Contact: Loralei Coyle 202-682-4131, 202-905-6852 cell, firstname.lastname@example.org; Radio Interviews: Jeff Walton, email@example.com; both with the Institute on Religion and Democracy
WASHINGTON, June 20 /Christian Newswire/ -- An Episcopal priest in Washington state recently announced that she is both a Christian and a Muslim. The Rev. Ann Holmes Redding of Seattle made her profession of faith in Islam in March 2006. Episcopal Church Center employees told the Seattle Times that a person of dual faiths can serve as Episcopal clergy at the diocesan bishop's discretion. The Rt. Rev. Vincent Warner, bishop of the Diocese of Olympia, reportedly accepts Redding's dual faiths; consequently, she remains a priest in good standing within the diocese.
Ralph Webb, Director of the IRD's Anglican Action program, commented:
"The Episcopal Church continues to find new, creative ways to allow for heterodox faith variations at the local level. First, there was a 'local option' for same-sex blessings in the Episcopal Church. Now there's apparently an unofficial 'local option' for clergy who profess dual faiths.
"Rev. Redding certainly is free to pursue a spiritual path of her own choosing. But when she was ordained as an Episcopal priest, she accepted a charge to 'boldly proclaim the gospel of salvation; and rightly administer the sacraments of the New Covenant.' How can she 'boldly proclaim the gospel' of Jesus Christ's death on the cross for the sins of the world and subsequent resurrection when Islam denies both events? How can she 'rightly administer the sacraments of [a] … covenant' antithetical to Muslim beliefs, which see Jesus only as a prophet, not the savior of the world? Rev. Redding, Bishop Warner, and the Episcopal Church need to take such questions seriously.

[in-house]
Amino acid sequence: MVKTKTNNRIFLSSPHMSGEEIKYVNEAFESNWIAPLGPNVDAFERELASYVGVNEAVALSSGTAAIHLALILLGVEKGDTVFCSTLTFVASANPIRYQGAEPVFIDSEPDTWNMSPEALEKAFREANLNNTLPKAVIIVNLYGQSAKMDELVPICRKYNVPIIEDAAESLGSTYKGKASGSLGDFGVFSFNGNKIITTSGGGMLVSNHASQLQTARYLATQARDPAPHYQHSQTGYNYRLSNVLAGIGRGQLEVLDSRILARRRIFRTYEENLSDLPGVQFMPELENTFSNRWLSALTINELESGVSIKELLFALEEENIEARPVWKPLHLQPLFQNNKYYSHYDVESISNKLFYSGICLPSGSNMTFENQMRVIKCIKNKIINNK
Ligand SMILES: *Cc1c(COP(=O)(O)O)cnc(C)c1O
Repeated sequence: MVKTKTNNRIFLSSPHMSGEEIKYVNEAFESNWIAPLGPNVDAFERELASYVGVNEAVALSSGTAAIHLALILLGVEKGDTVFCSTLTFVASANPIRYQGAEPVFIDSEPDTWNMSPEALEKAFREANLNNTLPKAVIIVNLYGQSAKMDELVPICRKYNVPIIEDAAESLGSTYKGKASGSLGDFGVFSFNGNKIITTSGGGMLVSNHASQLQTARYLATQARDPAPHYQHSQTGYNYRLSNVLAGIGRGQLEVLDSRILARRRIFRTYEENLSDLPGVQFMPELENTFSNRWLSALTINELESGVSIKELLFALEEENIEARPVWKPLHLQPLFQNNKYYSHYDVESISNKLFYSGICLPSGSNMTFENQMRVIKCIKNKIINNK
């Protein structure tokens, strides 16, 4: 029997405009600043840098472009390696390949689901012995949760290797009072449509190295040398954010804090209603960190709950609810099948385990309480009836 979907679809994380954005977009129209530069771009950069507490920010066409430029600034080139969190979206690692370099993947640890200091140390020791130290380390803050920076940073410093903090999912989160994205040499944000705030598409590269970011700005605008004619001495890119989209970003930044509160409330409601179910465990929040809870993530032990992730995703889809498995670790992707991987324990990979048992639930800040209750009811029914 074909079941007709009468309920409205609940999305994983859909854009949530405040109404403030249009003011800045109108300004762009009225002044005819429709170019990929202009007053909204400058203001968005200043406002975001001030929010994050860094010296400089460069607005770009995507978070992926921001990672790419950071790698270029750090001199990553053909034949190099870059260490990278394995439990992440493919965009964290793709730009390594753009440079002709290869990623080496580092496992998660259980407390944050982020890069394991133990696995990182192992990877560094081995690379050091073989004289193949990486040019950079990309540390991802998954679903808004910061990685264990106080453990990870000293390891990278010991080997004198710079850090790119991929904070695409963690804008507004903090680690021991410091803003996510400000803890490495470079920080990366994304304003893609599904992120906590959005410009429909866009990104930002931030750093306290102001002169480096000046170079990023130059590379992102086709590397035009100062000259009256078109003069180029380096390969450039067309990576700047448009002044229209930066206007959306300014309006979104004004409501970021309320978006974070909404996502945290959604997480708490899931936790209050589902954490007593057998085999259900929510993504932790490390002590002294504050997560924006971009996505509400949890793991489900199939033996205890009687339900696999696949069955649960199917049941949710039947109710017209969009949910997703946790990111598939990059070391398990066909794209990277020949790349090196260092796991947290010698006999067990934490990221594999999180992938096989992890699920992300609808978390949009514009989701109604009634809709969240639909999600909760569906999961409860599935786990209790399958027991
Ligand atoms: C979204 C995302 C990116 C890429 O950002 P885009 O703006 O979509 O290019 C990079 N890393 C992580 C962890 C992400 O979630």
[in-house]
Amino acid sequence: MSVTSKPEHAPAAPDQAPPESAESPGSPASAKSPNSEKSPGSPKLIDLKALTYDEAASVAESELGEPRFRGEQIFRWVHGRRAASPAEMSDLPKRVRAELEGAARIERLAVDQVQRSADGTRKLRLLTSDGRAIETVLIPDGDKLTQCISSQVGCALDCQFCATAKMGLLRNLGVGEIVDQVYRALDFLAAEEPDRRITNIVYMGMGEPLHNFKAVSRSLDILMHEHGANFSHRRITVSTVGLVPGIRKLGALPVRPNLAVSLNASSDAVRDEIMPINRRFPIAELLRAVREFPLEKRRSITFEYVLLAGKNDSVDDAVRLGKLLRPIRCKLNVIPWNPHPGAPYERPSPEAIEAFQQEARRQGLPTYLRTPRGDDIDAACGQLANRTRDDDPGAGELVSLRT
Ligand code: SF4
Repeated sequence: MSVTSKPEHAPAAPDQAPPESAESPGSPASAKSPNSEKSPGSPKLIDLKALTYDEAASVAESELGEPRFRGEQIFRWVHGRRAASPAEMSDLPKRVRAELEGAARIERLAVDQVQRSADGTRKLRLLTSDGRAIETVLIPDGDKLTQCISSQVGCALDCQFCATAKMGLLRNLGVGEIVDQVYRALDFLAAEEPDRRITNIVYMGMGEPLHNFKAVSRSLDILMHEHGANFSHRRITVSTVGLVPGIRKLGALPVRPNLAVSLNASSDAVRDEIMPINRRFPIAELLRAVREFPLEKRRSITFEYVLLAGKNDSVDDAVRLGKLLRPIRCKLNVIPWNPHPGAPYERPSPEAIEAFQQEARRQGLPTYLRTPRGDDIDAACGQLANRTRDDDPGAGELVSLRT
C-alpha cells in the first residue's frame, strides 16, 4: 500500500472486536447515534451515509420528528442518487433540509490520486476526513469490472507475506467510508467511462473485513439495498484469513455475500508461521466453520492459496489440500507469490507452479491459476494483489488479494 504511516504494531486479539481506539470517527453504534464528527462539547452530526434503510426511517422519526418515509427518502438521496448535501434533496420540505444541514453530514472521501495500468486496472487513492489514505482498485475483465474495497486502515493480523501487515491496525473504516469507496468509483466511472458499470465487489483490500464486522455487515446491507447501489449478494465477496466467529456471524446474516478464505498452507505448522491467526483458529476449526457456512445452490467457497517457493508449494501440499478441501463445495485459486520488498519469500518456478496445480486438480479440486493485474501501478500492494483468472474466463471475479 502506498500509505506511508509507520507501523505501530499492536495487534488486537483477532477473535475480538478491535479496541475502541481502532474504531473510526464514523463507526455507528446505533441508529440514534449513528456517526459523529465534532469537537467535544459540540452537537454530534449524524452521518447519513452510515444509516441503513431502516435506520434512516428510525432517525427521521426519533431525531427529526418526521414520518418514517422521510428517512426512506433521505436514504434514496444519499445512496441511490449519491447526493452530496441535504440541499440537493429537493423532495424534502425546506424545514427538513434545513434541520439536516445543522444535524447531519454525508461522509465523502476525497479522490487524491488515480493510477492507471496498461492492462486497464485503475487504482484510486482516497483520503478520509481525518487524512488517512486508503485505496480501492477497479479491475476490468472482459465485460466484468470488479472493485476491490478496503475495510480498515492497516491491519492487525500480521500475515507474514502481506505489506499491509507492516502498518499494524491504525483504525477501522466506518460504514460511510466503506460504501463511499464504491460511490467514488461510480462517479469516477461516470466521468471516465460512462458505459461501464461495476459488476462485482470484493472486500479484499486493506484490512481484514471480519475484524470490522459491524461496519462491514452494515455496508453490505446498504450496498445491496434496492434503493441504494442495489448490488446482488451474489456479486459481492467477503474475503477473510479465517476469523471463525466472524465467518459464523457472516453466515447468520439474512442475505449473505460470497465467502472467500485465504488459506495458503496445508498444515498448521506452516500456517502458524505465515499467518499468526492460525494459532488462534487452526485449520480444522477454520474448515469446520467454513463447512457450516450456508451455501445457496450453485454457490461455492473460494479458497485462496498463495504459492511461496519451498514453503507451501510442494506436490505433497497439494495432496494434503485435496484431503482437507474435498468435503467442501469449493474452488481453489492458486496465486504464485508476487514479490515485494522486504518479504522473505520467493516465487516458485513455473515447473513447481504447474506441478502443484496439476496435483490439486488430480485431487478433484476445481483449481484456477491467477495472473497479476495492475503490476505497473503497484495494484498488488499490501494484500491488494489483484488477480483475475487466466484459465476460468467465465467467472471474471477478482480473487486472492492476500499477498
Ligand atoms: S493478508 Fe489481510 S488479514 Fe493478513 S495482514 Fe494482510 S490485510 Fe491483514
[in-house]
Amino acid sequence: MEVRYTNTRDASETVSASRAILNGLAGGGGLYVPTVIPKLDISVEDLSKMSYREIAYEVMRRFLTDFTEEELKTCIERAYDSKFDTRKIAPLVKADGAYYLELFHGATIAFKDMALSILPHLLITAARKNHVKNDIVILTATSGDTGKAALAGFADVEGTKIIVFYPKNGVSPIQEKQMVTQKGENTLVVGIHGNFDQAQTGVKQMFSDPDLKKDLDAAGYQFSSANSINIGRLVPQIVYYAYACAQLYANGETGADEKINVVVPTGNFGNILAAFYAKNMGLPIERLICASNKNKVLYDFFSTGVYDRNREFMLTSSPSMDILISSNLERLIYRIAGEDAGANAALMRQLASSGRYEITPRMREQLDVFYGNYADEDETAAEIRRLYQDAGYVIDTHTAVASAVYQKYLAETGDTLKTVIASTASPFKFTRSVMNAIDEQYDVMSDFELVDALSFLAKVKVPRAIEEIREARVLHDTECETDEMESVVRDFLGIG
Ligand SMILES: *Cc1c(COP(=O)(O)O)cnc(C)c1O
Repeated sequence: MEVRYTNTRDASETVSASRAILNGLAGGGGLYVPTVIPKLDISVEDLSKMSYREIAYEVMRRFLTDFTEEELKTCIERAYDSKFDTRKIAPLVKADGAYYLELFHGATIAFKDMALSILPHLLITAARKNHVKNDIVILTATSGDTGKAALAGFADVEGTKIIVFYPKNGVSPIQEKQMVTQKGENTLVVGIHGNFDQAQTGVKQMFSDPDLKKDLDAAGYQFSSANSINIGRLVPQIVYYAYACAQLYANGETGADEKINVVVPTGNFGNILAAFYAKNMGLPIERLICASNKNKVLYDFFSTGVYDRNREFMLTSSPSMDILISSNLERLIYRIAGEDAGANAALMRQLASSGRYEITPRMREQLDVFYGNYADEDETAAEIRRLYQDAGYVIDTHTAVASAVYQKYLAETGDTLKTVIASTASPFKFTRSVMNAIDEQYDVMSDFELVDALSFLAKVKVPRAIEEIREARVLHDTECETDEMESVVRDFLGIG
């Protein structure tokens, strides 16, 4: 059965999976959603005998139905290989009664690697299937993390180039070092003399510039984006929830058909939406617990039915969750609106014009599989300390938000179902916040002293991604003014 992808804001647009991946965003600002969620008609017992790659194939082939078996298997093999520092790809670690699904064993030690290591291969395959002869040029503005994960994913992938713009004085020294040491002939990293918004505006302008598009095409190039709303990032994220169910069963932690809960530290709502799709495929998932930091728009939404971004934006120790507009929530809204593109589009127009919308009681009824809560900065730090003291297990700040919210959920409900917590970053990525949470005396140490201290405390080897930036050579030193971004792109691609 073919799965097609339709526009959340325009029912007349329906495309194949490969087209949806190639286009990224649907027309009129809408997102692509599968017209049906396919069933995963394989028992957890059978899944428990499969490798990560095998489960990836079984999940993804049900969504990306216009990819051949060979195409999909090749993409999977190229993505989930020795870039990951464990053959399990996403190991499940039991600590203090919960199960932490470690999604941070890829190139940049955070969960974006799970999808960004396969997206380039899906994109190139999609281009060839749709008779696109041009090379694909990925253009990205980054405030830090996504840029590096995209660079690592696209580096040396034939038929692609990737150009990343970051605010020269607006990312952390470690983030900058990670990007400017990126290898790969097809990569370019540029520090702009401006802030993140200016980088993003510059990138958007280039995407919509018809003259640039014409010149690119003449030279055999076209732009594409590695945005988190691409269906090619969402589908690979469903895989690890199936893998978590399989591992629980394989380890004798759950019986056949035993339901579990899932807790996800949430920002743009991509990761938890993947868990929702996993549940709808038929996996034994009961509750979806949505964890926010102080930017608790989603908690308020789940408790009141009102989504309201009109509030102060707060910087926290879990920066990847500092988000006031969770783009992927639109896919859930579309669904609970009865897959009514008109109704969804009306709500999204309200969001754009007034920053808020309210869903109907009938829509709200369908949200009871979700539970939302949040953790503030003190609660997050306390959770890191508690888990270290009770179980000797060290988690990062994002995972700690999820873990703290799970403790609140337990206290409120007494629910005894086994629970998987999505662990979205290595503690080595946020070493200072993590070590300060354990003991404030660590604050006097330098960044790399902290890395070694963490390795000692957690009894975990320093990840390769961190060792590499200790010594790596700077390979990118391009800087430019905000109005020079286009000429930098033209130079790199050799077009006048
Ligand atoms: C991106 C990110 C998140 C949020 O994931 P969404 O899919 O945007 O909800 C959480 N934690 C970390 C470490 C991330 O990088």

"Even the Episcopal Church's baptismal service asks all Christians to '[c]onfess the faith of Christ crucified, proclaim his resurrection, and share with us in his eternal priesthood.' The idea that a person can become a Muslim while remaining an Episcopal priest in good standing trivializes both faiths.
"The blurring of Christian distinctives is evidence of a spiritual confusion that can only harm Episcopalians. And while it's been said that 'all politics are local,' Bishop Warner's acceptance of Rev. Redding's syncretism compromises the whole church. The Episcopal Church's unofficial acceptance of clergy with dual faiths represents inclusion run amok. It clearly illustrates the overwhelming gap in faith and practice between the Episcopal Church and the majority of the Anglican Communion—not to mention the universal Christian Church."